Senior Voice -

By Tara Orley and Sue Wiese
For Senior Voice 

Parish nurses build on caring tradition

 

Courtesy Tara Orley

A parish nurse teaches Sunday school kids about "tools to keep us healthy." There are more than 150 parish nurses in the state of Alaska, who all work almost exclusively as volunteers.

Dave called to his wife Barb as he was leaving the house, "I'm headed up to church for my exercise class!"

Barb was quick to respond, "Don't you mean the gym?"

"No, our new parish nurse Mary is leading us in some Tai Chi, she says it will help my balance. I asked her to explain this new medicine for my blood pressure when we are done. I bet she could even help you figure out those Medicare forms you've been so frustrated with."

What does a registered nurse do in the setting of a faith community?

Throughout history, the church has been a center of healing. In keeping with this tradition, Parish Nursing was recognized as a new specialty in nursing in 1984. The cheerleader for this movement was a pastor by the name of Granger Westberg. He was a medical student instructor and hospital chaplain who recognized that healthcare needed to be more than just care of our physical bodies.

He advocated that humans need care of the whole person-mind, body and spirit. Parish nurses are registered nurses, who receive additional education in intentional care of the spirit. The practice is recognized by the American Nurses Association (ANA) and is held to its own Scope and Standards of Practice. The first group in 1984 consisted of six nurses, and the practice has now grown to over 10,000 practicing parish nurses, in more than 25 countries. Parish nurses aren't limited to a single faith, and have a wide diversity of faith traditions.

In recognizing the latitude of this group, the name parish nurse has evolved to the official name of 'faith community nurse' in many settings. These nurses work in paid and unpaid positions. There are more than 150 parish nurses in the state of Alaska, who all work almost exclusively as volunteers. There are also over 30 health ministers, who are not nurses, but have completed the course to support their parishioners in achieving whole person health.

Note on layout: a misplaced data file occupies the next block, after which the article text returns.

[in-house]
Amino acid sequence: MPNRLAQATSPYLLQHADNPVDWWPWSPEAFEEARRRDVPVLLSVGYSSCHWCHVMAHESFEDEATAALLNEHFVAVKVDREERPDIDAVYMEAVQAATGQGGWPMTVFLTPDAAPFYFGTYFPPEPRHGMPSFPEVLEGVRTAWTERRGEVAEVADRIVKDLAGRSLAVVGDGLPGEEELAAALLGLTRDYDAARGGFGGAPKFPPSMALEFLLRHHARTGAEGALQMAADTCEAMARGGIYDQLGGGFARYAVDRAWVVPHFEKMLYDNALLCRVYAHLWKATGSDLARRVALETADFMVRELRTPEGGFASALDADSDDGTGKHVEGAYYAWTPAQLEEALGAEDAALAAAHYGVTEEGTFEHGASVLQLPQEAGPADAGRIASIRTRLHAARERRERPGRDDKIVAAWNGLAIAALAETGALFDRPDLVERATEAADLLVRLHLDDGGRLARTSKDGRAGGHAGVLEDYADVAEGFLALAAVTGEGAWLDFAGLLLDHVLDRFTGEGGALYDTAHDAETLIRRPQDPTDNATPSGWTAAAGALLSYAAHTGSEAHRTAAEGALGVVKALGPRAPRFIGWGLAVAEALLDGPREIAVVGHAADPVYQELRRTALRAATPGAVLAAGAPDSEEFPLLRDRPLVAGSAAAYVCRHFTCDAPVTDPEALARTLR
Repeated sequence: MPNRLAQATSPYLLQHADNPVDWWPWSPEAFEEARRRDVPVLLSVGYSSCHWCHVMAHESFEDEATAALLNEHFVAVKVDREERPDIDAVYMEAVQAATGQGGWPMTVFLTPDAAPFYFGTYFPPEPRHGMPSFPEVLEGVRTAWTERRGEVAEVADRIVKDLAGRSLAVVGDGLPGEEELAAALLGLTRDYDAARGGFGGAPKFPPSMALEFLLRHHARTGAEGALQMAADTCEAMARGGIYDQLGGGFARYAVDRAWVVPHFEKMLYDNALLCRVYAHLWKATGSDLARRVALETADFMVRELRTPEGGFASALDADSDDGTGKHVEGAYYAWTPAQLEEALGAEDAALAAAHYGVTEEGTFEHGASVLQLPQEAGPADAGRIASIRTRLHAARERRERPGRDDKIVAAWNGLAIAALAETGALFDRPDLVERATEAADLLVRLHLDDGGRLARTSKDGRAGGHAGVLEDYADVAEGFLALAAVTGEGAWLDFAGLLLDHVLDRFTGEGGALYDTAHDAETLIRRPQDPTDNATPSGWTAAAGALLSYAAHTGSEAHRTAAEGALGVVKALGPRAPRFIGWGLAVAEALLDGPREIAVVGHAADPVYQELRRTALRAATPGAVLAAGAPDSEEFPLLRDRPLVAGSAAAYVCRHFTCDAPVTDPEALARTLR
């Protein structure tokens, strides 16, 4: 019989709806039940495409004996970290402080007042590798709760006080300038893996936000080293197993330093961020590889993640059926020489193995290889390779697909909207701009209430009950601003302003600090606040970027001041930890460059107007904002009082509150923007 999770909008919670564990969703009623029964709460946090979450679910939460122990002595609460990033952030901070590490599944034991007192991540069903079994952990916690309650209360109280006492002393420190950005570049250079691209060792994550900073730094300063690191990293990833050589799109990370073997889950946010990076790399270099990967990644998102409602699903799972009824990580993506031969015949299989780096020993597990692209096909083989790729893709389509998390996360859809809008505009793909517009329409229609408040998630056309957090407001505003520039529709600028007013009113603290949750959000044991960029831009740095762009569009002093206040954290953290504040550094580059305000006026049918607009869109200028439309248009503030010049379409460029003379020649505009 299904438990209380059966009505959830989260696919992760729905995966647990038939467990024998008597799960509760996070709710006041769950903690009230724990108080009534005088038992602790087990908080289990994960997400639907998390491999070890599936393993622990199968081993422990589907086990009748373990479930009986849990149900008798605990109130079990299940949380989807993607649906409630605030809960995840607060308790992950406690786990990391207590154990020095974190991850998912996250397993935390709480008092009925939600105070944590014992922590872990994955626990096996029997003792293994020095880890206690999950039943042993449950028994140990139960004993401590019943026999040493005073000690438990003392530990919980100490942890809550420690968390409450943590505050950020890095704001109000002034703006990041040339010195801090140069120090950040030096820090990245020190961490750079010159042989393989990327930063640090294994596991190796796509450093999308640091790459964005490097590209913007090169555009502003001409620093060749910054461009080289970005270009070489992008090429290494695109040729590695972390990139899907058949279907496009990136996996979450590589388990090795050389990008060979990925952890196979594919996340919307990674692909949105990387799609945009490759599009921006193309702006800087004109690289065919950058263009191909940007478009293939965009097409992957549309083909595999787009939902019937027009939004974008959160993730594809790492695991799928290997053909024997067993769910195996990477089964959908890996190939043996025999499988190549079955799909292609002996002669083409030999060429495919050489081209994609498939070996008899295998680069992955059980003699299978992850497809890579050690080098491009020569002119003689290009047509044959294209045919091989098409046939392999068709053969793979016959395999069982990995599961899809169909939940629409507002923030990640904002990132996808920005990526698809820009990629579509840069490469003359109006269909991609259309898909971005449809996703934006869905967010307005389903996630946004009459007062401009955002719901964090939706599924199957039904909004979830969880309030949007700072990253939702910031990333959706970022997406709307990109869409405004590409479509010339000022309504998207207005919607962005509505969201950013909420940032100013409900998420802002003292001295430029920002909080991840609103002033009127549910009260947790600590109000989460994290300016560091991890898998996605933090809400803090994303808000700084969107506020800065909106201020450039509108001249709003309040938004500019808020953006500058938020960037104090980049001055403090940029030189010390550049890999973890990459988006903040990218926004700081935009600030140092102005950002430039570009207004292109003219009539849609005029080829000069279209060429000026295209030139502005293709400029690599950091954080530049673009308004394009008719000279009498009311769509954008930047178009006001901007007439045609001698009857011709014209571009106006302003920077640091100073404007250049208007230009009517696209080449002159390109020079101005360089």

In all they do, parish nurses share the powerful gift of spiritual support and the ministry of simply being present during what can be the most difficult times in life.

It's important to note that parish nurses do not provide 'hands-on' nursing care for their faith community, and do not duplicate services already provided in someone's established healthcare environment. Because they are a trusted set of ears and held to the rules of confidentiality set forth by their profession, they act as a safe person for faith community members to discuss health concerns with.

Nurses deal in the 'nitty-gritty' elements of health every day and are comfortable answering difficult questions, as well as helping to identify appropriate resources. They are also able to accompany their church members to act as their advocate when navigating the health care system. By working to keep those who are 'a little sick' from becoming 'really sick', they can make a big difference in the lives of their faith community members-lowering anxiety, reducing suffering and decreasing health care costs.

As the walls of many of our local clinics and hospitals are bulging, we realize that addressing health should begin long before someone gets to the point where they need to visit a healthcare facility. Parish nurses seek to use the relationships and regular meetings with their parishioners to identify education needs and ways to support members in pursuing healthier and more proactive lifestyles.

There is much potential for healing of bodies, minds, relationships and the environment in our world. Dr. Deborah Patterson, author of "The Essential Parish Nurse: ABCs for Congregational Health Ministry," reminds us: "Faith-based nursing challenges the nursing profession to reclaim the spiritual dimensions of care, challenges the healthcare system to provide whole-person care, and challenges the faith community to revitalize its healing mission".

For further information on faith community nursing, or to become involved in this vital program to create a healthier community, contact the Alaska Faith Community Nursing Resource Center at Providence, 907-212-2595 or visit http://alaska.providence.org/about-us/mission/faith

Tara Orley is a Faith Community Nurse Coordinator at Providence Health and Services Alaska. Sue Wiese is a Faith Community Nurse at Amazing Grace Lutheran Church in Anchorage.

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